Recent weeks have witnessed an intense debate surrounding the Israeli human rights group “Breaking the Silence” (BTS). Much of this is related to the Israeli government’s proposed legislation to require nongovernmental organizations (NGOs) to display in demonstrable and public form the support they received from foreign governments, in sharp distinction from the free pass that the government gives to right-wing groups that receive a great deal of money from foreign, private sources. BTS, which receives part of its budget from the European Union, has been cast as the chief culprit, owing to its policy of reporting on abuses by Israel Defense Forces (IDF) soldiers in the occupied territories. Both President Reuven Rivlin and opposition leader Tzipi Livni went out of their way to criticize BTS at the New Israel Fund/HaaretzQ conference in New York in mid-December. Far more gravely, the right-wing Israeli organization Im Tirtzu produced a provocative video that depicted a leading member of BTS as a sinister foreign agent who endangered the security of the State of Israel.
In the eyes of its opponents, the chief sins of BTS are two-fold: first, that it dares to criticize the most and perhaps only sacred institution remaining in Israel, the IDF; and second, that it does so not only at home, in Israel, but abroad, in Europe and the United States. Such reports abroad, it is argued, only strengthen the hand of Israel’s enemies at a particularly vulnerable point in time.
This concern cannot be dismissed out of hand. There clearly is an uptick in anti-Israeli agitation in the West, especially through the Boycott, Divestment and Sanctions (BDS) movement, which may well shift its tactic from attacking Israel’s occupation of the West Bank to advocating an academic and cultural boycott of Israel (and thereby questioning the legitimacy of Israel’s right to exist). This kind of agitation is often confused with, but nonetheless is distinct from, the decision by the European Union (EU) in November to label products coming from Israeli settlements. The EU’s policy is in fact an affirmation of Israel’s right to exist. Along with much of the world, it regards Israeli settlements beyond the Green Line as illegal according to the Fourth Geneva Convention. But it recognizes Israel’s right to live in peace and security within the Green Line. By issuing a kind of censure on settlement products, it is seeking to push Israel away from a dangerous cliff: If the country continues to entrench itself in West Bank settlements, there will be no Palestinian state. In addition to denying Palestinians their legitimate right to self-determination, continued occupation will likely also spell the end of Israel as a Jewish state, given the demographic trends in the land between the Jordan and Mediterranean.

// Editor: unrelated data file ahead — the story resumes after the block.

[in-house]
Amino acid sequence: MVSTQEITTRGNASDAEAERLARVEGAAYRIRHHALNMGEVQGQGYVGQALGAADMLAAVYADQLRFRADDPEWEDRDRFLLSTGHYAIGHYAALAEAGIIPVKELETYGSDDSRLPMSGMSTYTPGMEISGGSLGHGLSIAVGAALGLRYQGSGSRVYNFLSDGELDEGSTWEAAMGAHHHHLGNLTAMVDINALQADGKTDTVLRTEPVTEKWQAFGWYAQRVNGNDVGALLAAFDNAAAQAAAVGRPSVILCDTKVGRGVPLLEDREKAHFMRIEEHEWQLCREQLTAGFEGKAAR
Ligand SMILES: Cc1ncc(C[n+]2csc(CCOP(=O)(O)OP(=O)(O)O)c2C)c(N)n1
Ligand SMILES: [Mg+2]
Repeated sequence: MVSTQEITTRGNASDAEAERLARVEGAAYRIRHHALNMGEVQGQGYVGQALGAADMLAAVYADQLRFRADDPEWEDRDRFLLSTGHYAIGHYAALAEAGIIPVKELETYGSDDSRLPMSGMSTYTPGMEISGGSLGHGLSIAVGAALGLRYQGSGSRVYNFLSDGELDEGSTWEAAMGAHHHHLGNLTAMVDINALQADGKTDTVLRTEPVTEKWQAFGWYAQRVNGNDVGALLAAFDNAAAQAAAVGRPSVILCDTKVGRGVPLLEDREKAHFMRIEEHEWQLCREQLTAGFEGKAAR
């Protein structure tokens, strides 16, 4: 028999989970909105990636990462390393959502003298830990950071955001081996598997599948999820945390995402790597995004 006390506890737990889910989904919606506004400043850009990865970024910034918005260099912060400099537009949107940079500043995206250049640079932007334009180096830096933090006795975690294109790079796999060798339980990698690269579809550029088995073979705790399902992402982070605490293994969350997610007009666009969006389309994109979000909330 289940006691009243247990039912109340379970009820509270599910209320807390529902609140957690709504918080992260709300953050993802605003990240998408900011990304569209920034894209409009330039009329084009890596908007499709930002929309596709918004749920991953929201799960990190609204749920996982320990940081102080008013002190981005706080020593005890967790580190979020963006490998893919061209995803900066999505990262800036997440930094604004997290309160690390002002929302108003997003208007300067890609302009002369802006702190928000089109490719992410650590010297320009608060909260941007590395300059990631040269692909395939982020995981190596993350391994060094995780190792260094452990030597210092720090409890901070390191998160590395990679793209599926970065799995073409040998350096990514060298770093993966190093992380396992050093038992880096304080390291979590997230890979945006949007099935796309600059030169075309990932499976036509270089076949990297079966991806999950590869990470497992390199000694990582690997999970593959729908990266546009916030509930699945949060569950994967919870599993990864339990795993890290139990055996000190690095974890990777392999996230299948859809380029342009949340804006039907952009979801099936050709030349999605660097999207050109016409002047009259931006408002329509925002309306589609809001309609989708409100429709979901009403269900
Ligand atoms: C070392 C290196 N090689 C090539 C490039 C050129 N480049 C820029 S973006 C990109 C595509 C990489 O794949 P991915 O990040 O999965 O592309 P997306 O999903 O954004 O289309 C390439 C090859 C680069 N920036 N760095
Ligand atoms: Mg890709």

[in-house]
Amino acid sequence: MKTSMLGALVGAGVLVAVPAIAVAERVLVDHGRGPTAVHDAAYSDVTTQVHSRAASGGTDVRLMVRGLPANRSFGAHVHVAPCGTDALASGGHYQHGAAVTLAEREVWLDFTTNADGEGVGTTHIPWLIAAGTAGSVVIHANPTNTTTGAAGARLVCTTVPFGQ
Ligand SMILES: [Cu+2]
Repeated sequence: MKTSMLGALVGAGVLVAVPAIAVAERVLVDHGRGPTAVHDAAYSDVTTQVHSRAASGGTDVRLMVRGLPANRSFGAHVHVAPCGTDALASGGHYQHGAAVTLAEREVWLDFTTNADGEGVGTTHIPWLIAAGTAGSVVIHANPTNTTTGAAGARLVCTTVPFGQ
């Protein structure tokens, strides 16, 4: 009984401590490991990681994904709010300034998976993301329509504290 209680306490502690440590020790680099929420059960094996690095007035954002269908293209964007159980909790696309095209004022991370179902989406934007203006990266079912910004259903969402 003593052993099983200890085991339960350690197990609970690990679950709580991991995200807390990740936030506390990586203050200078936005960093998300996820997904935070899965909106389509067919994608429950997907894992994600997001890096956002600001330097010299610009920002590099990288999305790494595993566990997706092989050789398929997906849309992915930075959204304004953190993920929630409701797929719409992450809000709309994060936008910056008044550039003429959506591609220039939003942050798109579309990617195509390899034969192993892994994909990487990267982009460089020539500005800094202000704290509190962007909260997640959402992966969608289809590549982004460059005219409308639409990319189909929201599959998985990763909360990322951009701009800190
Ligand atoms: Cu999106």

The EU, therefore, is attempting to shake up the current geopolitical stasis, a state that Prime Minister Benjamin Netanyahu seems intent on preserving. In parallel, BTS is attempting to call attention to abuses that result from Israel’s occupation. Its decision to air accounts of Israeli soldiers’ transgressions is discomfiting, to be sure. It taps into a deep-rooted fear in Jewish tradition that regards entreaties to gentiles as the height of disloyalty. Medieval Jews regarded with unrestrained animosity fellow Jews (known as mosrim) who informed on others to the gentile state. Similarly, it was considered a severe breach of protocol to seek to adjudicate legal matters between Jews in a gentile jurisdiction (arka`ot shel goyim).
We live in a different world now. There is a self-standing and powerful Jewish state. But it is not unblemished. The logic of groups such as Breaking the Silence is that self-scrutiny by Israel alone is not always sufficient. The IDF, professional and well trained as it may be, is not the best vehicle to monitor or pass judgment on allegations of abuses within it. Nor is Israel’s current right-wing government, whose leaders sometimes seem less interested in upholding the country’s increasingly fragile democratic foundation than the army or security services.
Can Israel save itself at this point? As the country marks the ignominious 50th year of the occupation in 2017, this is an ever more urgent question. There is no evidence to suggest that Netanyahu can or wants to take the difficult steps necessary to preserve Israel’s delicate democratic balance and realize the promise laid out in its founding Declaration of Independence from May 14, 1948. In light of that, one can either accept the current anti-democratic drift, with its potential to make a bad situation in Israel/Palestine much worse, or one can appeal, as BTS has done, to external audiences who are interested in peace and justice in this troubled land.
Undeniably, this is a risky proposition. There are actors out there in the world who desire nothing more than to condemn Israel to extinction. But there are also actors out there, such as the European Union, which distinguish clearly between Israel’s right to exist and the illegality of its occupation. Distinguishing between the two kinds of audiences is tricky, and Breaking the Silence must be mindful of this. But it is not impossible. Above all, it is necessary, since the policy of keeping Israel’s woes in-house has simply not worked.
David N. Myers is the Sady and Ludwig Kahn Professor of Jewish History at UCLA.